Divorces and Deeds (An Update to Previous Post)

by | Sep 6, 2018 | Legal Tips

In February 2017 I posted the article below about a real estate agent who was disciplined in part because she failed to get a divorced spouse to sign the listing agreement when that former spouse was still a record owner of a property that she was listing. Recently, we had a closing “DFT” because the divorced spouse was not included on the listing agreement or sales contract. Once the title work was completed and it was discovered two people owned the property, we asked the seller on the contract if his partner/spouse was going to attend closing. We then discovered that the two were divorced and not on good terms. The two could not come to a resolution on splitting the proceeds and the divorce decree was silent as to whom was to receive the funds. Thus, the closing fell through leaving the buyer without the home.

When meeting with a potential listing client it is essential that real estate agents determine who is the record owner of the property. Pulling a copy of the deed as mentioned in the post below is one good way.  Another tip would be to ask the person you are meeting with if anyone else has ever owned the house with them. If they say an ex-spouse, you need to inquire whether or not a deed was signed conveying the ex-spouse’s interest.  Contacting a closing attorney for advice would be best.

As I stated in an October 16 post entitled “Divorces and Deeds,” “the Divorce Decree does not transfer the title. It is a directive of the court that still requires the affirmative action of delivering an executed deed.” See, https://www.blaircato.com/divorces-and-deeds/.

Here is the post from February 2016. 

Did All Owners Sign the Listing Agreement?

Ensuring that all owners of record sign the listing agreement is imperative. The Matter of Martinez (SC REL Case No. 2014-412) illustrates the peril of failing to follow the statute and proper procedure.

Martinez was a duly licensed real estate agent located in Charleston, South Carolina. Her real estate license lapsed on June 30. She eventually renewed her license on August 16.

On July 7, while her license was lapsed, Martinez listed her brother’s marital house for sale. Her brother was going through a very contentious divorce at the time. Unfortunately, Martinez failed to have the listing agreement executed by all owners of record. First, Martinez failed to have the ex-wife execute the listing agreement even though she was an owner of record. Secondly, Martinez’s brother failed to sign the listing agreement. However, Martinez claimed that she had received his permission to sign the agreement on his behalf.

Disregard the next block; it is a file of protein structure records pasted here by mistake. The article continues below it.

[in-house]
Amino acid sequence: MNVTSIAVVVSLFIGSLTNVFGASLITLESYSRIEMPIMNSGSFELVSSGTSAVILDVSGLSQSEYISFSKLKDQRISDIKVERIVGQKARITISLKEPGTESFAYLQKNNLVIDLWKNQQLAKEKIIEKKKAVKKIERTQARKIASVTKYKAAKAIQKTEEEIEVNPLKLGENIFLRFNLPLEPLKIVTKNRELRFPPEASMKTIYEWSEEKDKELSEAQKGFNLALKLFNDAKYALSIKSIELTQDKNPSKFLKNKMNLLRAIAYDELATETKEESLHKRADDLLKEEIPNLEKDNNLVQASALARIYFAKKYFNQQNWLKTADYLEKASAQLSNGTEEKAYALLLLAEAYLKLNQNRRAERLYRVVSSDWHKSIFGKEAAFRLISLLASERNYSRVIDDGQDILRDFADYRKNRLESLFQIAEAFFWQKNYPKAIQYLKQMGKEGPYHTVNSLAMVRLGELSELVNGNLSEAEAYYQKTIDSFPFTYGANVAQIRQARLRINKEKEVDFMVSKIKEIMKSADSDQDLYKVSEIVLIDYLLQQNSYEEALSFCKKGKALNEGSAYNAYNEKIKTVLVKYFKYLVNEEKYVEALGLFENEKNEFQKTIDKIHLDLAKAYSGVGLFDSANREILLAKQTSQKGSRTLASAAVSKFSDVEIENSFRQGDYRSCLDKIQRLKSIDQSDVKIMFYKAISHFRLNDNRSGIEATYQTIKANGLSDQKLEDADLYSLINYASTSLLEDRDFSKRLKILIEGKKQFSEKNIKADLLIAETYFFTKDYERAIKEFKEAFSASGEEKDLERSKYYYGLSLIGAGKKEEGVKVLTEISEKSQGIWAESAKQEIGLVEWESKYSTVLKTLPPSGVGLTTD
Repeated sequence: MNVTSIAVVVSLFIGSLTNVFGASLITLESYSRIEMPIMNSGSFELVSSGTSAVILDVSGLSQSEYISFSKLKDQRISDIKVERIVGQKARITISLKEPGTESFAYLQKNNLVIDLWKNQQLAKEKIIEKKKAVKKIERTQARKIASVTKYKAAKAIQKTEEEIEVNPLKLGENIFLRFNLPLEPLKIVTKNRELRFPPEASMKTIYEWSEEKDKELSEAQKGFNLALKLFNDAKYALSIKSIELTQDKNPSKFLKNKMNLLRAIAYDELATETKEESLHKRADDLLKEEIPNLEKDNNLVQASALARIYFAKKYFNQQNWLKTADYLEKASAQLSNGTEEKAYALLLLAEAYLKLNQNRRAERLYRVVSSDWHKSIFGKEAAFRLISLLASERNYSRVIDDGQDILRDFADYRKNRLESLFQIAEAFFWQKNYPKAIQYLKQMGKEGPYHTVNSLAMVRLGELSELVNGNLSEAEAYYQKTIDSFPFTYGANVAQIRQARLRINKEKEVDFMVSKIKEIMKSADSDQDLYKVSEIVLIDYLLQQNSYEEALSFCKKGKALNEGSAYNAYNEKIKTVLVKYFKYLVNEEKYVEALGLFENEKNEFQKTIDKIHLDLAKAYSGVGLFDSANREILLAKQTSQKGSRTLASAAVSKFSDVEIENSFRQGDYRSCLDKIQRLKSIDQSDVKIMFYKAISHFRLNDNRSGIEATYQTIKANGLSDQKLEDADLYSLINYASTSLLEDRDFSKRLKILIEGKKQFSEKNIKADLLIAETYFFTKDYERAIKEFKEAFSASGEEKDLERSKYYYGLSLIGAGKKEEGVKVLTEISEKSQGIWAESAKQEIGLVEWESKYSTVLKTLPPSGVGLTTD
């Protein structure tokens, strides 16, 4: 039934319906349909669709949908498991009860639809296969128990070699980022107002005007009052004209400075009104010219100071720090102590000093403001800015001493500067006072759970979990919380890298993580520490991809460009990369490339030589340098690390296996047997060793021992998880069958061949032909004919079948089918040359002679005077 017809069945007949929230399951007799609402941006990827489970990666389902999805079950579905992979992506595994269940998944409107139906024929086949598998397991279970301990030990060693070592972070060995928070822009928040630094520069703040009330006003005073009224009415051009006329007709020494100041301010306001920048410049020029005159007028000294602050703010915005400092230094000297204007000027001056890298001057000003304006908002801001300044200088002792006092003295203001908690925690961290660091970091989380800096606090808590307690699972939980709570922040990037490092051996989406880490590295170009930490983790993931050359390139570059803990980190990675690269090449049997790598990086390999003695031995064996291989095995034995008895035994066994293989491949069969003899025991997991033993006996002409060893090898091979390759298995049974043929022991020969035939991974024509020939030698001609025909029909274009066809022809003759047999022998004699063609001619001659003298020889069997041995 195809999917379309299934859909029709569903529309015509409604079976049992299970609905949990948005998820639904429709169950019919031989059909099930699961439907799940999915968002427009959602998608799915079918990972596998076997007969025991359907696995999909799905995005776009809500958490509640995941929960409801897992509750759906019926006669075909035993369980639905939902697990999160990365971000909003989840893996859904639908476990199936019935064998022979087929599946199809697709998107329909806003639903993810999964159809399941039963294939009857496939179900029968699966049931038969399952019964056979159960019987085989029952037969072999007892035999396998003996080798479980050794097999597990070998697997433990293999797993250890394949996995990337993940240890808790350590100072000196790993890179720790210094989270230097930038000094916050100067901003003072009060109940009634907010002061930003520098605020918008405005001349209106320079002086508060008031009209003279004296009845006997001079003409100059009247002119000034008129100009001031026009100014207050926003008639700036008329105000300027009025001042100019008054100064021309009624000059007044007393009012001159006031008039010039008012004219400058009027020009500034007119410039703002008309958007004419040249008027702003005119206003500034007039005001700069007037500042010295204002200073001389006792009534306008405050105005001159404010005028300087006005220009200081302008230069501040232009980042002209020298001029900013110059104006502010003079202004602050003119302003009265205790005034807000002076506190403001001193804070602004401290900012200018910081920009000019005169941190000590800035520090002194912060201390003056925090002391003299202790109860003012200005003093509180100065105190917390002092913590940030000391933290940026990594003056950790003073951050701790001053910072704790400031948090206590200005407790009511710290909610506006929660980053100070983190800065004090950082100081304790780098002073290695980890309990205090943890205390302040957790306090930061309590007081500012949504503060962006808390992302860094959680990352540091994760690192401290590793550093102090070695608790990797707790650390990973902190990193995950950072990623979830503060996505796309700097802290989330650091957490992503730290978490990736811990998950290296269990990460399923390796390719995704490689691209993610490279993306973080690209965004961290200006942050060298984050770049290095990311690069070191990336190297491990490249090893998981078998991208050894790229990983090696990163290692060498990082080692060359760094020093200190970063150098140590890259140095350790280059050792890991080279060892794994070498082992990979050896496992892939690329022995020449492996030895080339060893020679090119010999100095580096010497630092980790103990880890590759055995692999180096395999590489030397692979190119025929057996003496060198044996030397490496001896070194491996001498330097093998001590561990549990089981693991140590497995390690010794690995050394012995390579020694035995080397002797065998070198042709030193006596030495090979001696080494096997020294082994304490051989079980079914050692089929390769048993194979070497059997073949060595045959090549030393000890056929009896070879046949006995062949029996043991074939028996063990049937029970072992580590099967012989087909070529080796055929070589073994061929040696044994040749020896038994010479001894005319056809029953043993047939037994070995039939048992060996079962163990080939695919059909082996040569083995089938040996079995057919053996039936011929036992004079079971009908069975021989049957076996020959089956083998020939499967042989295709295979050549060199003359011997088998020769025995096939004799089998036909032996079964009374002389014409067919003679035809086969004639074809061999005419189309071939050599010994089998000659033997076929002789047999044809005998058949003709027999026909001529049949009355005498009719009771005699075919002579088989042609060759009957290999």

When the ex-wife discovered the marital house was listed for sale she notified Martinez that she did not give her permission to list the property and wanted her to cease immediately. Martinez continued to market the property despite the ex-wife’s appeal. In fact, she continued to market the property until she received a “Cease and Desist” letter from the ex-wife’s attorney. Due to Martinez’s action the ex-wife filed a grievance with the South Carolina Real Estate Commission.

The Commission held that Martinez violated SC Code §40-57-135(D)(4)(g) by failing to obtain a listing agreement in writing with the signature of all the parties.  As a result of her actions Martinez was publicly reprimanded, fined $1,000 and required to attend a 30-hour post-licensing course.

When listing property it is imperative that you do a bit of research concerning the ownership of the property. Ownership information can easily be found at the Register of Deeds Office as well as on many county websites. Without doing this, there is no way to ensure that all parties execute the listing agreement. Your failure to follow the law could mean you end up wasting your efforts and find yourself in a lawsuit or grievance. Keep in mind that at closing, all owners must sign the deed to convey the entire interest in the property. If an ex-spouse is unaware the property is listed, it is unlikely the ex-spouse will sign the deed once a signed contract is presented. The same is true for estates and family property.

Lastly, when dealing with a divorcing couple, regardless of the status of the divorce, always make sure that all owners of record sign the listing agreement. Neither the Divorce Order nor any amount of cajoling from the divorce attorney changes the record title.  The quickest way to a grievance is to violate the rights of an ex-spouse!

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